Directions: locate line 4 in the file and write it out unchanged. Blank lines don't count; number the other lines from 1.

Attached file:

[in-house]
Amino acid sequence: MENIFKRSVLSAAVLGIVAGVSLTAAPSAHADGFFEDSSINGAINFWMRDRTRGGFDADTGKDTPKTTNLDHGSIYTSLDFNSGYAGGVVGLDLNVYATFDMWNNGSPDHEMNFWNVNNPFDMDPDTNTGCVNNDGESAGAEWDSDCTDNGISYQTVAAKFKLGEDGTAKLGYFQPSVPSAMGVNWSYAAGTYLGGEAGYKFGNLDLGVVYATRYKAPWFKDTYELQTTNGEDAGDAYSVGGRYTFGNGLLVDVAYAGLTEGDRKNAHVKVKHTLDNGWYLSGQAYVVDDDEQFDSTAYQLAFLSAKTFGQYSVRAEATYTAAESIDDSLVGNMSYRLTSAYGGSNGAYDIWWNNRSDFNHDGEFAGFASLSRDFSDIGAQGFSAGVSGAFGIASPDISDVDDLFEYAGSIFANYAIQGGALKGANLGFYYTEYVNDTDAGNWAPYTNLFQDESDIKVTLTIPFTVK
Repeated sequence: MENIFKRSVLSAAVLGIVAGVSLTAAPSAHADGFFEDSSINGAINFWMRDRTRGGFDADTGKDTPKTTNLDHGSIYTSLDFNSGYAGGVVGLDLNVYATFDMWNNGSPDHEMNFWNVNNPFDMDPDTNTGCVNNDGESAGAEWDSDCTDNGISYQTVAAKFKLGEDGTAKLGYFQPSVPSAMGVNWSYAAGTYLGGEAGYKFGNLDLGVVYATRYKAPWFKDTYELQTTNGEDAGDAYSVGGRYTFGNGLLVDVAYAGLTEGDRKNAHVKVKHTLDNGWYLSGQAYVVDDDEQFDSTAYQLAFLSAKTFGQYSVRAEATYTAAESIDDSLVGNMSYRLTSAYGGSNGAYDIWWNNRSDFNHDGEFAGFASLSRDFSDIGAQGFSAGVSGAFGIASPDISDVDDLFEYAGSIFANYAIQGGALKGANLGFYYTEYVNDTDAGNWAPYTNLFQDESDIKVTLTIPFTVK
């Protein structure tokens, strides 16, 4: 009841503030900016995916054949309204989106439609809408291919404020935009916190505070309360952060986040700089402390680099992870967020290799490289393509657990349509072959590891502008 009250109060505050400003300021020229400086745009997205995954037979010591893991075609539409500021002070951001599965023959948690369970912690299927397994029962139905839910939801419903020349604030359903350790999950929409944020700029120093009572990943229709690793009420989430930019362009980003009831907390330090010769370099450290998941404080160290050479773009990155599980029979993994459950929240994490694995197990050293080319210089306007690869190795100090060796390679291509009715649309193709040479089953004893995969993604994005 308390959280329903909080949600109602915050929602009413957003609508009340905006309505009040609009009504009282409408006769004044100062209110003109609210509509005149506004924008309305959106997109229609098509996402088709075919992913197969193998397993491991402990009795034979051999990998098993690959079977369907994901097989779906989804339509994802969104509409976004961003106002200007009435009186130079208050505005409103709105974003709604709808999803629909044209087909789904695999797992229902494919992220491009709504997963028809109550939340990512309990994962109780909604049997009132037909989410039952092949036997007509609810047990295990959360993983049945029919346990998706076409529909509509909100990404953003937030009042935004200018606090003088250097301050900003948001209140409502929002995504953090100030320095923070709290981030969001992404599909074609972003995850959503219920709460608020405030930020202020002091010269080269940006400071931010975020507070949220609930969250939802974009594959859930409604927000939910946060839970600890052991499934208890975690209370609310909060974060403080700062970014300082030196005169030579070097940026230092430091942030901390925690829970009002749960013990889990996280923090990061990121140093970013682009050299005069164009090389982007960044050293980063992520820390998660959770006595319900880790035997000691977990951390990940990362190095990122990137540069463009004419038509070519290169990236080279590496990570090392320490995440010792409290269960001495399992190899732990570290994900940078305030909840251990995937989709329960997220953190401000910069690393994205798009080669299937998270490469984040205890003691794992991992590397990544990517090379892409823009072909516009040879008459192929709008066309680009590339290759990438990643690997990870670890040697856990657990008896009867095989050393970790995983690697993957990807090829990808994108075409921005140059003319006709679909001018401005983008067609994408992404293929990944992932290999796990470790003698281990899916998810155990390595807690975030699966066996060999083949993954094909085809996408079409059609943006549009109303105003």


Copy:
């Protein structure tokens, strides 16, 4: 009841503030900016995916054949309204989106439609809408291919404020935009916190505070309360952060986040700089402390680099992870967020290799490289393509657990349509072959590891502008 009250109060505050400003300021020229400086745009997205995954037979010591893991075609539409500021002070951001599965023959948690369970912690299927397994029962139905839910939801419903020349604030359903350790999950929409944020700029120093009572990943229709690793009420989430930019362009980003009831907390330090010769370099450290998941404080160290050479773009990155599980029979993994459950929240994490694995197990050293080319210089306007690869190795100090060796390679291509009715649309193709040479089953004893995969993604994005 308390959280329903909080949600109602915050929602009413957003609508009340905006309505009040609009009504009282409408006769004044100062209110003109609210509509005149506004924008309305959106997109229609098509996402088709075919992913197969193998397993491991402990009795034979051999990998098993690959079977369907994901097989779906989804339509994802969104509409976004961003106002200007009435009186130079208050505005409103709105974003709604709808999803629909044209087909789904695999797992229902494919992220491009709504997963028809109550939340990512309990994962109780909604049997009132037909989410039952092949036997007509609810047990295990959360993983049945029919346990998706076409529909509509909100990404953003937030009042935004200018606090003088250097301050900003948001209140409502929002995504953090100030320095923070709290981030969001992404599909074609972003995850959503219920709460608020405030930020202020002091010269080269940006400071931010975020507070949220609930969250939802974009594959859930409604927000939910946060839970600890052991499934208890975690209370609310909060974060403080700062970014300082030196005169030579070097940026230092430091942030901390925690829970009002749960013990889990996280923090990061990121140093970013682009050299005069164009090389982007960044050293980063992520820390998660959770006595319900880790035997000691977990951390990940990362190095990122990137540069463009004419038509070519290169990236080279590496990570090392320490995440010792409290269960001495399992190899732990570290994900940078305030909840251990995937989709329960997220953190401000910069690393994205798009080669299937998270490469984040205890003691794992991992590397990544990517090379892409823009072909516009040879008459192929709008066309680009590339290759990438990643690997990870670890040697856990657990008896009867095989050393970790995983690697993957990807090829990808994108075409921005140059003319006709679909001018401005983008067609994408992404293929990944992932290999796990470790003698281990899916998810155990390595807690975030699966066996060999083949993954094909085809996408079409059609943006549009109303105003």